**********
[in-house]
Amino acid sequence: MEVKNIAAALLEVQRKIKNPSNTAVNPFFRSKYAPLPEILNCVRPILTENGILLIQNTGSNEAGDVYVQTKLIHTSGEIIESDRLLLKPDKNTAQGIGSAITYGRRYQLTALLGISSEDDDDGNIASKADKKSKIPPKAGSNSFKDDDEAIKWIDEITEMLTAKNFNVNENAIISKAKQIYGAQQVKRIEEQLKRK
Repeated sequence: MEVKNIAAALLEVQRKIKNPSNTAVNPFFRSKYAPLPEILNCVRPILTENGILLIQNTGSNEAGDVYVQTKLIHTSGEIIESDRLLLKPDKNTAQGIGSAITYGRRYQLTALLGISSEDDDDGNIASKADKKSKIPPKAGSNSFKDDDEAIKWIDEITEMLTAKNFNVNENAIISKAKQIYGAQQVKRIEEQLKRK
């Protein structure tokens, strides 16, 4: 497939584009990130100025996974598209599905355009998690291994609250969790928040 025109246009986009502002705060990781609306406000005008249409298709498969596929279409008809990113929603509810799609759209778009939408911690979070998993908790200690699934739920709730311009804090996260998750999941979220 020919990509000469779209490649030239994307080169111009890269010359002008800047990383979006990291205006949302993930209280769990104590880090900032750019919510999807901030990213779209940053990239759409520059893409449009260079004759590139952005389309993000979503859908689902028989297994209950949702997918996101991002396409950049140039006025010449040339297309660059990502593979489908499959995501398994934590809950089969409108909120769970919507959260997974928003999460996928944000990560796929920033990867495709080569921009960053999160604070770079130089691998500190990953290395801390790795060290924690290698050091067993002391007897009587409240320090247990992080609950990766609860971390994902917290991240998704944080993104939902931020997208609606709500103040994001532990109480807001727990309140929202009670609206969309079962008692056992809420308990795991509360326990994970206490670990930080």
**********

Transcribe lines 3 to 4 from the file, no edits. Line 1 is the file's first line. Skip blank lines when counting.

Repeated sequence: MEVKNIAAALLEVQRKIKNPSNTAVNPFFRSKYAPLPEILNCVRPILTENGILLIQNTGSNEAGDVYVQTKLIHTSGEIIESDRLLLKPDKNTAQGIGSAITYGRRYQLTALLGISSEDDDDGNIASKADKKSKIPPKAGSNSFKDDDEAIKWIDEITEMLTAKNFNVNENAIISKAKQIYGAQQVKRIEEQLKRK
């Protein structure tokens, strides 16, 4: 497939584009990130100025996974598209599905355009998690291994609250969790928040 025109246009986009502002705060990781609306406000005008249409298709498969596929279409008809990113929603509810799609759209778009939408911690979070998993908790200690699934739920709730311009804090996260998750999941979220 020919990509000469779209490649030239994307080169111009890269010359002008800047990383979006990291205006949302993930209280769990104590880090900032750019919510999807901030990213779209940053990239759409520059893409449009260079004759590139952005389309993000979503859908689902028989297994209950949702997918996101991002396409950049140039006025010449040339297309660059990502593979489908499959995501398994934590809950089969409108909120769970919507959260997974928003999460996928944000990560796929920033990867495709080569921009960053999160604070770079130089691998500190990953290395801390790795060290924690290698050091067993002391007897009587409240320090247990992080609950990766609860971390994902917290991240998704944080993104939902931020997208609606709500103040994001532990109480807001727990309140929202009670609206969309079962008692056992809420308990795991509360326990994970206490670990930080």